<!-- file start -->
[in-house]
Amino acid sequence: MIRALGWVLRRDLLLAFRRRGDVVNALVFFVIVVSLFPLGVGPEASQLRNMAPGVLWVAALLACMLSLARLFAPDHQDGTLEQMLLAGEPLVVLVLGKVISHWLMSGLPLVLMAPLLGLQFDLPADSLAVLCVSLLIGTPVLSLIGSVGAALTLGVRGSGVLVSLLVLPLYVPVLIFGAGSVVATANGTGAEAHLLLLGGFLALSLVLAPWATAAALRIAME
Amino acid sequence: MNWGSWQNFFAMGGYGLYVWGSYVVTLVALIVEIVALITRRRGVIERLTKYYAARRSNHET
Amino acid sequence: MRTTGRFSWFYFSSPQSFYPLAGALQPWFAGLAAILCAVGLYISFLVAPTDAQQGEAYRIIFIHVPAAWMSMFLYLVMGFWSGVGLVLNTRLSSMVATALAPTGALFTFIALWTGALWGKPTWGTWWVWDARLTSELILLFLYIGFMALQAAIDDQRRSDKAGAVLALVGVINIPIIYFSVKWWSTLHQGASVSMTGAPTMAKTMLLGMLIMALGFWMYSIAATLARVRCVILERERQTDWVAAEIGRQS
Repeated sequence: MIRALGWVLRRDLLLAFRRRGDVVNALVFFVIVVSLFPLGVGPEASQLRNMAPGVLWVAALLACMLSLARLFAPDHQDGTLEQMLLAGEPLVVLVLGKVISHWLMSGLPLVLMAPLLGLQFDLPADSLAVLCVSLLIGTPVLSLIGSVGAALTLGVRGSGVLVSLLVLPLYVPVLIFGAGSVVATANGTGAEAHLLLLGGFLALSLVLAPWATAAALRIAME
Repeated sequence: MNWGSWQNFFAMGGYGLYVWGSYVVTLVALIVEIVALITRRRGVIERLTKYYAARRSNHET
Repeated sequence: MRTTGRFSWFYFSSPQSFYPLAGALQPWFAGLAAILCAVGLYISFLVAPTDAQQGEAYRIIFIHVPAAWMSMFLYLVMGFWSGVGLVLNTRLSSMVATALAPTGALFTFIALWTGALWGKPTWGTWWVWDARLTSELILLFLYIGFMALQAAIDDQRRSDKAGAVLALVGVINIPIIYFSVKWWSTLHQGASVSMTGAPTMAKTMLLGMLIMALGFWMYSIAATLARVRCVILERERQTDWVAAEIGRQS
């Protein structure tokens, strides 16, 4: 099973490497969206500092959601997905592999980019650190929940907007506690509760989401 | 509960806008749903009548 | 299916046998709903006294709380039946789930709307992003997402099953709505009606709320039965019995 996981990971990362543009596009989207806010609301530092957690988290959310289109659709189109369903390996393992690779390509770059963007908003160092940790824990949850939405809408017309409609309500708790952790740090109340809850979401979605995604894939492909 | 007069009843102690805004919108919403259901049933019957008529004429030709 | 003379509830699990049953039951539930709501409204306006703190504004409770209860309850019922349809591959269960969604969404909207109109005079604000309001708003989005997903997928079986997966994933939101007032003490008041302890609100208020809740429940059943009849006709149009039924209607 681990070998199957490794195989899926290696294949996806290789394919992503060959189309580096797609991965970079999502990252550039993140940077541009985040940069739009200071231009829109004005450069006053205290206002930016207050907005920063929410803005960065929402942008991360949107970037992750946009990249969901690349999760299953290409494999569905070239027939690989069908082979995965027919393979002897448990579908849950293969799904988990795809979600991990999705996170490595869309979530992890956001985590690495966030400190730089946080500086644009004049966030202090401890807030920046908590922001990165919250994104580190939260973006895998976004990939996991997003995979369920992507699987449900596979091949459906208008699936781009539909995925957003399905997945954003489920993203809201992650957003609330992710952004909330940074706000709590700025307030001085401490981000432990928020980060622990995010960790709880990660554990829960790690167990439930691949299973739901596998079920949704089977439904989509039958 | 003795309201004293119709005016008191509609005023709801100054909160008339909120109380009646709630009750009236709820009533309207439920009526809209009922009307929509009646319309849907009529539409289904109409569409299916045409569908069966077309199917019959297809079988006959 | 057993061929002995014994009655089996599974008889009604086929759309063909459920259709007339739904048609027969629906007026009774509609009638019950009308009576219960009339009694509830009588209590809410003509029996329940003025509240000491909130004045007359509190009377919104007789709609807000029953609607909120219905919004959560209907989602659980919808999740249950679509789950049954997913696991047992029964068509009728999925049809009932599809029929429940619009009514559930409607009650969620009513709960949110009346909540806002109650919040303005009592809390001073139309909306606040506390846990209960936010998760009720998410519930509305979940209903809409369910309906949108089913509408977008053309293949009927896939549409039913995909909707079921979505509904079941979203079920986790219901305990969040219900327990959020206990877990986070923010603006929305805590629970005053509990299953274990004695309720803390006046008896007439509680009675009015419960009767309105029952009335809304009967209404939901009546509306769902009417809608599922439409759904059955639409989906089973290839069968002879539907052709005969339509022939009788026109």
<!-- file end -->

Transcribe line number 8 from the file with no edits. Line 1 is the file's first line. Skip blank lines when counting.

């Protein structure tokens, strides 16, 4: 099973490497969206500092959601997905592999980019650190929940907007506690509760989401 | 509960806008749903009548 | 299916046998709903006294709380039946789930709307992003997402099953709505009606709320039965019995 996981990971990362543009596009989207806010609301530092957690988290959310289109659709189109369903390996393992690779390509770059963007908003160092940790824990949850939405809408017309409609309500708790952790740090109340809850979401979605995604894939492909 | 007069009843102690805004919108919403259901049933019957008529004429030709 | 003379509830699990049953039951539930709501409204306006703190504004409770209860309850019922349809591959269960969604969404909207109109005079604000309001708003989005997903997928079986997966994933939101007032003490008041302890609100208020809740429940059943009849006709149009039924209607 681990070998199957490794195989899926290696294949996806290789394919992503060959189309580096797609991965970079999502990252550039993140940077541009985040940069739009200071231009829109004005450069006053205290206002930016207050907005920063929410803005960065929402942008991360949107970037992750946009990249969901690349999760299953290409494999569905070239027939690989069908082979995965027919393979002897448990579908849950293969799904988990795809979600991990999705996170490595869309979530992890956001985590690495966030400190730089946080500086644009004049966030202090401890807030920046908590922001990165919250994104580190939260973006895998976004990939996991997003995979369920992507699987449900596979091949459906208008699936781009539909995925957003399905997945954003489920993203809201992650957003609330992710952004909330940074706000709590700025307030001085401490981000432990928020980060622990995010960790709880990660554990829960790690167990439930691949299973739901596998079920949704089977439904989509039958 | 003795309201004293119709005016008191509609005023709801100054909160008339909120109380009646709630009750009236709820009533309207439920009526809209009922009307929509009646319309849907009529539409289904109409569409299916045409569908069966077309199917019959297809079988006959 | 057993061929002995014994009655089996599974008889009604086929759309063909459920259709007339739904048609027969629906007026009774509609009638019950009308009576219960009339009694509830009588209590809410003509029996329940003025509240000491909130004045007359509190009377919104007789709609807000029953609607909120219905919004959560209907989602659980919808999740249950679509789950049954997913696991047992029964068509009728999925049809009932599809029929429940619009009514559930409607009650969620009513709960949110009346909540806002109650919040303005009592809390001073139309909306606040506390846990209960936010998760009720998410519930509305979940209903809409369910309906949108089913509408977008053309293949009927896939549409039913995909909707079921979505509904079941979203079920986790219901305990969040219900327990959020206990877990986070923010603006929305805590629970005053509990299953274990004695309720803390006046008896007439509680009675009015419960009767309105029952009335809304009967209404939901009546509306769902009417809608599922439409759904059955639409989906089973290839069968002879539907052709005969339509022939009788026109």